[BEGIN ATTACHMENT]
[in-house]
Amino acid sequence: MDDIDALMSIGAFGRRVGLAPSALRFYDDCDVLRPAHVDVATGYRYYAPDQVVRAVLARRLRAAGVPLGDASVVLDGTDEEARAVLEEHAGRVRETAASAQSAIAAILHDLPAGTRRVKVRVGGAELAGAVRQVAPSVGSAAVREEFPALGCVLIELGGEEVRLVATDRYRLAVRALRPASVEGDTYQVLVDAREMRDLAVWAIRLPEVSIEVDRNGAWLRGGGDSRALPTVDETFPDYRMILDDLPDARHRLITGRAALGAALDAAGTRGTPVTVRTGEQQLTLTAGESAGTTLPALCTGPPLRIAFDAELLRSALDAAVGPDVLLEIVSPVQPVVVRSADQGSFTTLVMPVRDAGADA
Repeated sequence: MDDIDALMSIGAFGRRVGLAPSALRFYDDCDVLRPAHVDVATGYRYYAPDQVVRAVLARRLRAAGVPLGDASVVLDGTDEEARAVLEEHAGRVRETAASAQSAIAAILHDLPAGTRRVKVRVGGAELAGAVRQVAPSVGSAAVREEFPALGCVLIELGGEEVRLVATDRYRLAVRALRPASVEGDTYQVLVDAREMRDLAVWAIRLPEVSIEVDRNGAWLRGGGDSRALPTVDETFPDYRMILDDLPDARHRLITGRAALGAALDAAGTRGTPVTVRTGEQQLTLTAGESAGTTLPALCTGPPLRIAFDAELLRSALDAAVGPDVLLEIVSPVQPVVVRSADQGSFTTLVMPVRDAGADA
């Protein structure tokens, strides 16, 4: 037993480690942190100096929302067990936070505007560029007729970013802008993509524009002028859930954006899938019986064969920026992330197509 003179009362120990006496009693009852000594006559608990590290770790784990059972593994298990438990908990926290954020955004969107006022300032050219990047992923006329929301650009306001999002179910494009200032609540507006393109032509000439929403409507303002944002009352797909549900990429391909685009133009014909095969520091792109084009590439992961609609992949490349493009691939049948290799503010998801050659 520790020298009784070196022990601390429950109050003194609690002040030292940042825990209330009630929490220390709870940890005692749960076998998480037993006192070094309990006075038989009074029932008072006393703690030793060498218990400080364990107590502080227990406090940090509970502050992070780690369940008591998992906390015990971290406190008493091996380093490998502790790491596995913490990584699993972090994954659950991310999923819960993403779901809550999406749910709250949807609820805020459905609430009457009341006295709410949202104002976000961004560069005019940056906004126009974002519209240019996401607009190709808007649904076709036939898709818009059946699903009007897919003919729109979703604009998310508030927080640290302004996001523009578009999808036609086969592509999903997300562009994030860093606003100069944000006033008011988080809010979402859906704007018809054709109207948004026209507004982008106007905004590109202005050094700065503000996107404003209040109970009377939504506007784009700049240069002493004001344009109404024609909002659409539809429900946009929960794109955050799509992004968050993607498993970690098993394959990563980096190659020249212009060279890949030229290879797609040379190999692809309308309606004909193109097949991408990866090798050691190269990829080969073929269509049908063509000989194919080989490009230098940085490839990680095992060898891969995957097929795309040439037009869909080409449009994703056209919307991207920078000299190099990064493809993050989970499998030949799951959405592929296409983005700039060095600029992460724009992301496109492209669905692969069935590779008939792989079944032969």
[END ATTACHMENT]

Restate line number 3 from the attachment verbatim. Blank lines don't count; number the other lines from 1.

Repeated sequence: MDDIDALMSIGAFGRRVGLAPSALRFYDDCDVLRPAHVDVATGYRYYAPDQVVRAVLARRLRAAGVPLGDASVVLDGTDEEARAVLEEHAGRVRETAASAQSAIAAILHDLPAGTRRVKVRVGGAELAGAVRQVAPSVGSAAVREEFPALGCVLIELGGEEVRLVATDRYRLAVRALRPASVEGDTYQVLVDAREMRDLAVWAIRLPEVSIEVDRNGAWLRGGGDSRALPTVDETFPDYRMILDDLPDARHRLITGRAALGAALDAAGTRGTPVTVRTGEQQLTLTAGESAGTTLPALCTGPPLRIAFDAELLRSALDAAVGPDVLLEIVSPVQPVVVRSADQGSFTTLVMPVRDAGADA